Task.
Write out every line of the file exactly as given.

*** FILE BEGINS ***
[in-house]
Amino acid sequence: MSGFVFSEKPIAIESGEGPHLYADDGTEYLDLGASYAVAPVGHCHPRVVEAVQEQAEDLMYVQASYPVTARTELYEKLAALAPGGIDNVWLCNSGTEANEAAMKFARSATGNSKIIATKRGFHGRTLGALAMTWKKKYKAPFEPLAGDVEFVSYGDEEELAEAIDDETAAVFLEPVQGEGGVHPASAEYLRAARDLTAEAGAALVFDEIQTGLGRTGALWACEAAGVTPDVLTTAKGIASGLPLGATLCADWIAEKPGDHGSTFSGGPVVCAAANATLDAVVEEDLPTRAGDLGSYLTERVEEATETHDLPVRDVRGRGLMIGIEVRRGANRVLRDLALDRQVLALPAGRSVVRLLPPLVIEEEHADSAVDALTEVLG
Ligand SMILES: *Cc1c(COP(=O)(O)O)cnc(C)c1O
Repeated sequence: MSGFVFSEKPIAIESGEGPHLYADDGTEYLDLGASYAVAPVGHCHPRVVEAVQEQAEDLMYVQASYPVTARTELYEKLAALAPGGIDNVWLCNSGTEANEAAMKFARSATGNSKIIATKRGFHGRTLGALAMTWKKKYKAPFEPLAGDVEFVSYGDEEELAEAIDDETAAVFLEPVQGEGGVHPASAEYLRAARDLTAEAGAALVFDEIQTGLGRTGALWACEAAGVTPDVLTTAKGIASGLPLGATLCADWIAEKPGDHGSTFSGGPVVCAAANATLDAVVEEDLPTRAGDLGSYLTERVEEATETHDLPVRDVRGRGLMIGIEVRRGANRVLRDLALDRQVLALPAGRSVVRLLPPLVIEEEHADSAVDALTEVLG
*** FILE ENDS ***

[in-house]
Amino acid sequence: MSGFVFSEKPIAIESGEGPHLYADDGTEYLDLGASYAVAPVGHCHPRVVEAVQEQAEDLMYVQASYPVTARTELYEKLAALAPGGIDNVWLCNSGTEANEAAMKFARSATGNSKIIATKRGFHGRTLGALAMTWKKKYKAPFEPLAGDVEFVSYGDEEELAEAIDDETAAVFLEPVQGEGGVHPASAEYLRAARDLTAEAGAALVFDEIQTGLGRTGALWACEAAGVTPDVLTTAKGIASGLPLGATLCADWIAEKPGDHGSTFSGGPVVCAAANATLDAVVEEDLPTRAGDLGSYLTERVEEATETHDLPVRDVRGRGLMIGIEVRRGANRVLRDLALDRQVLALPAGRSVVRLLPPLVIEEEHADSAVDALTEVLG
Ligand SMILES: *Cc1c(COP(=O)(O)O)cnc(C)c1O
Repeated sequence: MSGFVFSEKPIAIESGEGPHLYADDGTEYLDLGASYAVAPVGHCHPRVVEAVQEQAEDLMYVQASYPVTARTELYEKLAALAPGGIDNVWLCNSGTEANEAAMKFARSATGNSKIIATKRGFHGRTLGALAMTWKKKYKAPFEPLAGDVEFVSYGDEEELAEAIDDETAAVFLEPVQGEGGVHPASAEYLRAARDLTAEAGAALVFDEIQTGLGRTGALWACEAAGVTPDVLTTAKGIASGLPLGATLCADWIAEKPGDHGSTFSGGPVVCAAANATLDAVVEEDLPTRAGDLGSYLTERVEEATETHDLPVRDVRGRGLMIGIEVRRGANRVLRDLALDRQVLALPAGRSVVRLLPPLVIEEEHADSAVDALTEVLG